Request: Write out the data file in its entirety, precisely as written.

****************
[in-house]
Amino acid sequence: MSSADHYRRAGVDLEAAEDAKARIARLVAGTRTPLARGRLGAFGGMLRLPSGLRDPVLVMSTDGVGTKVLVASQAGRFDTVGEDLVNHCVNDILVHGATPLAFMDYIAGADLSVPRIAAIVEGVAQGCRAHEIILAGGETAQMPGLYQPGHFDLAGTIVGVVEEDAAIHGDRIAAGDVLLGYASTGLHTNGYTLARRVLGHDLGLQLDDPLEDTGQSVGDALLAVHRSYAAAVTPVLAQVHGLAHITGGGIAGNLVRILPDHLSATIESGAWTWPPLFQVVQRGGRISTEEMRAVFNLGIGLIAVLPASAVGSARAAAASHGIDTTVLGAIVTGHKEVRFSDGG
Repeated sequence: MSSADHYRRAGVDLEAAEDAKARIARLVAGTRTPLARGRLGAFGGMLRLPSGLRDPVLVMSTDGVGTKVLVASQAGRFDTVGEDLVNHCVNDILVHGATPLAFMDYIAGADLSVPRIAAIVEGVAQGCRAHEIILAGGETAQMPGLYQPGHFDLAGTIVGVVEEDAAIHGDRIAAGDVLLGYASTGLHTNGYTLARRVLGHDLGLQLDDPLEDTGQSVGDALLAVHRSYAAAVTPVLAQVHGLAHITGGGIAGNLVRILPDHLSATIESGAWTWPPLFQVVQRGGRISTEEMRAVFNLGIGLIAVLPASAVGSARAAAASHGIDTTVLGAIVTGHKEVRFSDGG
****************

[in-house]
Amino acid sequence: MSSADHYRRAGVDLEAAEDAKARIARLVAGTRTPLARGRLGAFGGMLRLPSGLRDPVLVMSTDGVGTKVLVASQAGRFDTVGEDLVNHCVNDILVHGATPLAFMDYIAGADLSVPRIAAIVEGVAQGCRAHEIILAGGETAQMPGLYQPGHFDLAGTIVGVVEEDAAIHGDRIAAGDVLLGYASTGLHTNGYTLARRVLGHDLGLQLDDPLEDTGQSVGDALLAVHRSYAAAVTPVLAQVHGLAHITGGGIAGNLVRILPDHLSATIESGAWTWPPLFQVVQRGGRISTEEMRAVFNLGIGLIAVLPASAVGSARAAAASHGIDTTVLGAIVTGHKEVRFSDGG
Repeated sequence: MSSADHYRRAGVDLEAAEDAKARIARLVAGTRTPLARGRLGAFGGMLRLPSGLRDPVLVMSTDGVGTKVLVASQAGRFDTVGEDLVNHCVNDILVHGATPLAFMDYIAGADLSVPRIAAIVEGVAQGCRAHEIILAGGETAQMPGLYQPGHFDLAGTIVGVVEEDAAIHGDRIAAGDVLLGYASTGLHTNGYTLARRVLGHDLGLQLDDPLEDTGQSVGDALLAVHRSYAAAVTPVLAQVHGLAHITGGGIAGNLVRILPDHLSATIESGAWTWPPLFQVVQRGGRISTEEMRAVFNLGIGLIAVLPASAVGSARAAAASHGIDTTVLGAIVTGHKEVRFSDGG